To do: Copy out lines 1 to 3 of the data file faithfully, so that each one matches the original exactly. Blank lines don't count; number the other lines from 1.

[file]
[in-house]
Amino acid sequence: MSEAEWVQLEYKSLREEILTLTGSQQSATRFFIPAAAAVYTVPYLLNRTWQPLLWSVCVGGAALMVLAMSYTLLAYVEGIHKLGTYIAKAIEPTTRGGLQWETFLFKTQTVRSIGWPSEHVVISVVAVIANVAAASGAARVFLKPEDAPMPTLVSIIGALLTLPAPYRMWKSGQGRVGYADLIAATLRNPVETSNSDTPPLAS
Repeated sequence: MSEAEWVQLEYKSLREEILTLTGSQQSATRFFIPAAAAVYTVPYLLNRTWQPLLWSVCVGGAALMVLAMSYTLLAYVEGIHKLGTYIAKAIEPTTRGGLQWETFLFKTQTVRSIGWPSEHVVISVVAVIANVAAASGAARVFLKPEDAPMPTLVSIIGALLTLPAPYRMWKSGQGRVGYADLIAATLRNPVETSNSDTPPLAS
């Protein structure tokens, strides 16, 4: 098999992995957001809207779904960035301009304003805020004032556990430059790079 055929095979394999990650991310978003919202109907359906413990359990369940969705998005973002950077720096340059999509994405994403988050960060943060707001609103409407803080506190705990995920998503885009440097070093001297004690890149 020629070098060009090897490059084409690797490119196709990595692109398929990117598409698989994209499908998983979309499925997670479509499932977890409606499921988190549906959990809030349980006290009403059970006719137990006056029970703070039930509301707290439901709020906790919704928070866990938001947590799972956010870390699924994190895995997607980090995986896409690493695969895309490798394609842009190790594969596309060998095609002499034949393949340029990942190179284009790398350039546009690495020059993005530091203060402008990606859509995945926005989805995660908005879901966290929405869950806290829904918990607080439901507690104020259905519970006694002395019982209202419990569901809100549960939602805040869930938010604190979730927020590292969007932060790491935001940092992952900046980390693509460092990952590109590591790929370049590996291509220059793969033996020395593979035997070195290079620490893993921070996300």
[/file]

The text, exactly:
[in-house]
Amino acid sequence: MSEAEWVQLEYKSLREEILTLTGSQQSATRFFIPAAAAVYTVPYLLNRTWQPLLWSVCVGGAALMVLAMSYTLLAYVEGIHKLGTYIAKAIEPTTRGGLQWETFLFKTQTVRSIGWPSEHVVISVVAVIANVAAASGAARVFLKPEDAPMPTLVSIIGALLTLPAPYRMWKSGQGRVGYADLIAATLRNPVETSNSDTPPLAS
Repeated sequence: MSEAEWVQLEYKSLREEILTLTGSQQSATRFFIPAAAAVYTVPYLLNRTWQPLLWSVCVGGAALMVLAMSYTLLAYVEGIHKLGTYIAKAIEPTTRGGLQWETFLFKTQTVRSIGWPSEHVVISVVAVIANVAAASGAARVFLKPEDAPMPTLVSIIGALLTLPAPYRMWKSGQGRVGYADLIAATLRNPVETSNSDTPPLAS